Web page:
Chris Ralph Goes to War

I’m starting this week in a bit of a backlog…Only just managed to blather about the awesome FACE2FACE dance series in yesterday’s Foofarah, and get all caught up with UNDERCURRENTS, and I’m still late with a review.  Well, I’m racing to correct that now before I have to start on this weeks crop of new theatre, which is happily jam-packed with stuffs.

My overdue writeup for this post hails from Sunday, when (after a brunch at the GCTC and a spur-of-the-moment repeat viewing of HIP HOP SHAKESPEARE, because why the Hell not?) I booted it down Gladstone way to catch the latest from Plosive Productions, John Gray’s BILLY BISHOP GOES TO WAR.  An iconicly classic Canuck musical about the legendary flying ace of World War I, Owen Sound gent Billy Bishop himself, starring Chris Ralph in the title role (and a dozen or so others) and directed by Plosive’s Teri Loretto-Valentik.  Ralph shares the vintage era set with pianist James Caswell, who provides all the splendid musical accompaniment, plenty of singing, and even a character or two along the way.  The story follows ne’er do well Bishop from his days as ‘the worst student’ in his military academy, to the fields of war-torn Europe.  Deciding quickly that a muddied existence in the cavalry was NOT for him, Bishop signs up for the RAF, receives a wealthy but imposing Brit sponsor, and soon enough becomes one of the deadliest pilots around, racking up more than his fair share of Hun kills, even as his comrades are gunned down around him.


I’ll be honest with you…the story of BILLY BISHOP is not one that really hits home with me.  The idea of a merry, sing-song retelling of a vicious global conflict just gives me the heebie-jeebies, and that’s my cross to bear, no question.  So that being said, this is a pretty darn fun production, and the bulk of that comes from star Chris Ralph, who absolutely nails the many and challenging demands of his role.  Likeable from the start, Ralph gives us a mischievous Billy who doesn’t take too well to authority, or his eventual iconic status as a sharpshooter, preferring to stick to the skies and do what he does best.  The show blazes to life especially when Bishop takes to his ‘plane’ (okay, chair, but play along, it’s theatre) and strafes his foes with gusto, Ralph bringing it all to life with nothing more than aviator goggles and his well-honed voice.  He’s great at the many songs too, where he meshes delightfully with Caswell, and nearly brings the audience to an early stand with his chilling  reading of a poem about Brit ace Albert Ball.  As mentioned, Ralph plays numerous other characters in the show, from Bishop’s instructors and gruff superiors, to a snooty manservant and even a sultry nightclub singer.  He pulls it all off with charm and style, entertaining every step of the way.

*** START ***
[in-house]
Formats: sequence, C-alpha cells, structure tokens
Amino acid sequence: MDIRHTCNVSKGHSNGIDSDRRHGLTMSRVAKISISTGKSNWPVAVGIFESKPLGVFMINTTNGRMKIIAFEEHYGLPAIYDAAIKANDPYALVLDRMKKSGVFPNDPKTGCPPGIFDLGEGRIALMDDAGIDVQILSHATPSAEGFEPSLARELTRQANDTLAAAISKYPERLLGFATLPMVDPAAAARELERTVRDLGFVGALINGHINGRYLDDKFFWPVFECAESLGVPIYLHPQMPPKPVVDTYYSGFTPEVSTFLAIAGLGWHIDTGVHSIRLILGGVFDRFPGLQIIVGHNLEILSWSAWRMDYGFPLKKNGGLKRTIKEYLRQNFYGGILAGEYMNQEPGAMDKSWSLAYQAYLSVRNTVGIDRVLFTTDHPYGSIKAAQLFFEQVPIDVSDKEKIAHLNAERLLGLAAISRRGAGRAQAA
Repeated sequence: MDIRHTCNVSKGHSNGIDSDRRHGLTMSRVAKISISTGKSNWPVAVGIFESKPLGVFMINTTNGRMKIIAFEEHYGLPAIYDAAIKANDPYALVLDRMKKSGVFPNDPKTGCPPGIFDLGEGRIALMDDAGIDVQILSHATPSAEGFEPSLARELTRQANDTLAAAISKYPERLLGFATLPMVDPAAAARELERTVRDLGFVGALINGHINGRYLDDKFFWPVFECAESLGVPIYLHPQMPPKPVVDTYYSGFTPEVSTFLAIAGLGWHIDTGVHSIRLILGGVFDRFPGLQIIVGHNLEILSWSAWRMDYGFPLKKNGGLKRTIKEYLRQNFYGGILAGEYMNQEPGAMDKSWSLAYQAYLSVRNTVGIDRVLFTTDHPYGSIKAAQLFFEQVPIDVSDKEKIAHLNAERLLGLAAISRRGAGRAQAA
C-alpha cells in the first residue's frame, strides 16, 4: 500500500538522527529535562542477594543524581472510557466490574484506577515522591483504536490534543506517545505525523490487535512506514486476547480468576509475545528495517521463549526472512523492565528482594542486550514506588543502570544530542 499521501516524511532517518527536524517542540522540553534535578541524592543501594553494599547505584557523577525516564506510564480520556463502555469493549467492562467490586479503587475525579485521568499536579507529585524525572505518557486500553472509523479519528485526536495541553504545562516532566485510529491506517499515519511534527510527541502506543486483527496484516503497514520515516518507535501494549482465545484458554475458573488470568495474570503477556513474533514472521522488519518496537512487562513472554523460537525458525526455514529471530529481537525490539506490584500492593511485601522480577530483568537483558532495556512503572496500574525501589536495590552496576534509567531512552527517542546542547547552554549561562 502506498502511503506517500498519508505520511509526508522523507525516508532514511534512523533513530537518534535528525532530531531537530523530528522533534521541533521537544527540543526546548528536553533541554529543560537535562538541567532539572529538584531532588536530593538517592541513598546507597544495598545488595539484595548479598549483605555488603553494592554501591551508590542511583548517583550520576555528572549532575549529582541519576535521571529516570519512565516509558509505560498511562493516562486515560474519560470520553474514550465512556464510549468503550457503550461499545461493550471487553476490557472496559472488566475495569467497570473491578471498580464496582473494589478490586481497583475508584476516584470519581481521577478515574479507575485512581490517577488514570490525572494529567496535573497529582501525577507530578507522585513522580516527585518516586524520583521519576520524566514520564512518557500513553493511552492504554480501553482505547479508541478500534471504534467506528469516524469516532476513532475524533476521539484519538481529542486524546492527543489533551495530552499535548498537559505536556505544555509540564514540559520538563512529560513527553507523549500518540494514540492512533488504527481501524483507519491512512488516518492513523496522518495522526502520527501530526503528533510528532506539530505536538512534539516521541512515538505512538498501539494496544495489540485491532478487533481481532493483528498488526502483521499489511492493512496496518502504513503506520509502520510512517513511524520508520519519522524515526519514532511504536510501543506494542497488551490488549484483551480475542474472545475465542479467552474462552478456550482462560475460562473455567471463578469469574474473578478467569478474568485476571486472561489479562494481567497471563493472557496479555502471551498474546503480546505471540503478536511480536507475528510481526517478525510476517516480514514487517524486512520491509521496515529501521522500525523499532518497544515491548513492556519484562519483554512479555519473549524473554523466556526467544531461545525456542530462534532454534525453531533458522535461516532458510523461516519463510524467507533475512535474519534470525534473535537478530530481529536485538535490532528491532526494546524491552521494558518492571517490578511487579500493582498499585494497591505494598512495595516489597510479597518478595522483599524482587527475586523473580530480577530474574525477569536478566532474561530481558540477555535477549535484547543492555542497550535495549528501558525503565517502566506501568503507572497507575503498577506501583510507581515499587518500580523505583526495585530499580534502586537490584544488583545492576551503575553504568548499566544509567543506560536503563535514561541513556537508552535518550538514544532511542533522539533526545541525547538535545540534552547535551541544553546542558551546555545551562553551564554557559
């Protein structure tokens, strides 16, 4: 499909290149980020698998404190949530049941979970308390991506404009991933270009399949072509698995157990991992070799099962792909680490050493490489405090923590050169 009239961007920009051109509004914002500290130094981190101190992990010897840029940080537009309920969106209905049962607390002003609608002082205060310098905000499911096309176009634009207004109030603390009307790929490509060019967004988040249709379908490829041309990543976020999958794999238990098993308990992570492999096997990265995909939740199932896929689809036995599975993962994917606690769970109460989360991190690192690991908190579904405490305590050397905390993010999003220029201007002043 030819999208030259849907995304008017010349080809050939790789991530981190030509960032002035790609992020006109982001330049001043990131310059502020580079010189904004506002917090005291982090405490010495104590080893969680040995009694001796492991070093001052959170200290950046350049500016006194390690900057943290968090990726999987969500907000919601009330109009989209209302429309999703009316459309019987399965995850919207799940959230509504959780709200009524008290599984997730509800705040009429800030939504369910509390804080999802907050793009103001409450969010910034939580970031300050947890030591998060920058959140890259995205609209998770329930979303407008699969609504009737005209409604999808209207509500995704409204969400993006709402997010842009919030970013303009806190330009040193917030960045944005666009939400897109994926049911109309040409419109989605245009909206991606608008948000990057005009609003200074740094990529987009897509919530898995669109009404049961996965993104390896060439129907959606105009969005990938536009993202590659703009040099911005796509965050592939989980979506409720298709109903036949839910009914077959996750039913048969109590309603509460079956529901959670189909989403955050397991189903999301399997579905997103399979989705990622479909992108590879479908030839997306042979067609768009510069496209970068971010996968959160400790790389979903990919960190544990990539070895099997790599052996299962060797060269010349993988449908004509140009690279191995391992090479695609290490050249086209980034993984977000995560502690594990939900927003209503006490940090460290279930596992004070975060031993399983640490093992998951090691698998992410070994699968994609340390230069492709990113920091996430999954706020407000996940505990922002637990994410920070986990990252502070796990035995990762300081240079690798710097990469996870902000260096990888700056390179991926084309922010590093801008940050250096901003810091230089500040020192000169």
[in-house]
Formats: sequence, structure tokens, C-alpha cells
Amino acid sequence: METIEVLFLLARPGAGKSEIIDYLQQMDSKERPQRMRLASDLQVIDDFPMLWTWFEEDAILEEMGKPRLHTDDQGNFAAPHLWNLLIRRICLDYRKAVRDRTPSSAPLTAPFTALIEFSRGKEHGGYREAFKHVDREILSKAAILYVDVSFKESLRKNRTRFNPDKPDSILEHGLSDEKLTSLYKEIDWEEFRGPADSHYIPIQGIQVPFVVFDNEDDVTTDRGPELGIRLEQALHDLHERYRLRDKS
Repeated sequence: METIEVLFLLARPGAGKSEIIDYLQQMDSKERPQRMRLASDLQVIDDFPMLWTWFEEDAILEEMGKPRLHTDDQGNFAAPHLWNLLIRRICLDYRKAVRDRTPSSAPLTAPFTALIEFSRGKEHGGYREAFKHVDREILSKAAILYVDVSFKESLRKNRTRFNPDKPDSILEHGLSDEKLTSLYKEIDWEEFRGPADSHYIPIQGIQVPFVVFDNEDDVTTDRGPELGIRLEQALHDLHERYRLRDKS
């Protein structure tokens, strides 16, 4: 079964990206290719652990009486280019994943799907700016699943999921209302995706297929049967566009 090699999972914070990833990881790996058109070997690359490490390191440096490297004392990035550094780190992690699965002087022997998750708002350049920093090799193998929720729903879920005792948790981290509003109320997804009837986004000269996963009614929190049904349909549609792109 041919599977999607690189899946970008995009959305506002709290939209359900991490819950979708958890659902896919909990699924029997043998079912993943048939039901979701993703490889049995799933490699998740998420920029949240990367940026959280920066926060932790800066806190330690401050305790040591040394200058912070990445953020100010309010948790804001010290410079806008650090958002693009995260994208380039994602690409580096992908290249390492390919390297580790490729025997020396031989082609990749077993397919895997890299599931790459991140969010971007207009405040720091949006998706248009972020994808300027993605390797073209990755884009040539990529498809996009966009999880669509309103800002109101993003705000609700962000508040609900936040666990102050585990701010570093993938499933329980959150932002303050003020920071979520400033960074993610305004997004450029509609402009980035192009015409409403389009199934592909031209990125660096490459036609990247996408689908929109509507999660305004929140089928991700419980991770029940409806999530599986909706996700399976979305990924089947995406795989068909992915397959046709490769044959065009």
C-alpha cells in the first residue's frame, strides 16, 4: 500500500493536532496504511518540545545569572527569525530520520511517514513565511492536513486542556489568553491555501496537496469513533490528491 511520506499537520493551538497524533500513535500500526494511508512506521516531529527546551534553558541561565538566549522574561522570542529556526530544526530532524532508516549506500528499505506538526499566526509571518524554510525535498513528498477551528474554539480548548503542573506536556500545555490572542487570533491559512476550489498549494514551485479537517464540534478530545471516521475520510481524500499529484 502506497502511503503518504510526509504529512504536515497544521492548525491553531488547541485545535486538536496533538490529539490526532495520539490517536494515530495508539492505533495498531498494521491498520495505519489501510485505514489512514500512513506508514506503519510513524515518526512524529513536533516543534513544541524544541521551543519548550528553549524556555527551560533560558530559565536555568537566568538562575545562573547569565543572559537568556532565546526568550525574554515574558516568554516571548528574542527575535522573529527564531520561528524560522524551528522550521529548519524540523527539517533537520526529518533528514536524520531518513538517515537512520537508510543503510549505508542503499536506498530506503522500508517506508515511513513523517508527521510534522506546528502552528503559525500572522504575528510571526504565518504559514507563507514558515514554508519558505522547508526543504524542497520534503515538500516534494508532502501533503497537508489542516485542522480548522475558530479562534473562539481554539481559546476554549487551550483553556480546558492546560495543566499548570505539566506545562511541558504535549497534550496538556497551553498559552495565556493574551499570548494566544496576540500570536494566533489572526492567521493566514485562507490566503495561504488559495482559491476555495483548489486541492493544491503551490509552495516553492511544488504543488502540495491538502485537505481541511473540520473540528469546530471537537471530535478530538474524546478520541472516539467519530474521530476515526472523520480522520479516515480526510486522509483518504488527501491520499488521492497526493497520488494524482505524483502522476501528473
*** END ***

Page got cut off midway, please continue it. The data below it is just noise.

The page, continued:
BB is a long-ish (2 hours or so) show with one intermission, but Chris and James keep things moving along at a pretty decent pace as we follow Billy’s amusing, storied and violent career, and it never feels sluggish.  And while the story itself isn’t exactly my cuppa tea, audiences so far have been absolutely adoring it, and I suspect there’s a good chance you’ll find much to love about it too (the beautiful model airplanes courtesy of the Stetson Flyers are almost worth the trip to gawk at by themselves).  So kudos once again to Chris Ralph for a tremendous performance that really is a an impressive sight to see.  And you have until the 23rd to do just that!  Peace, love and soul,

Kevin Reid, the Visitor (and Winston)

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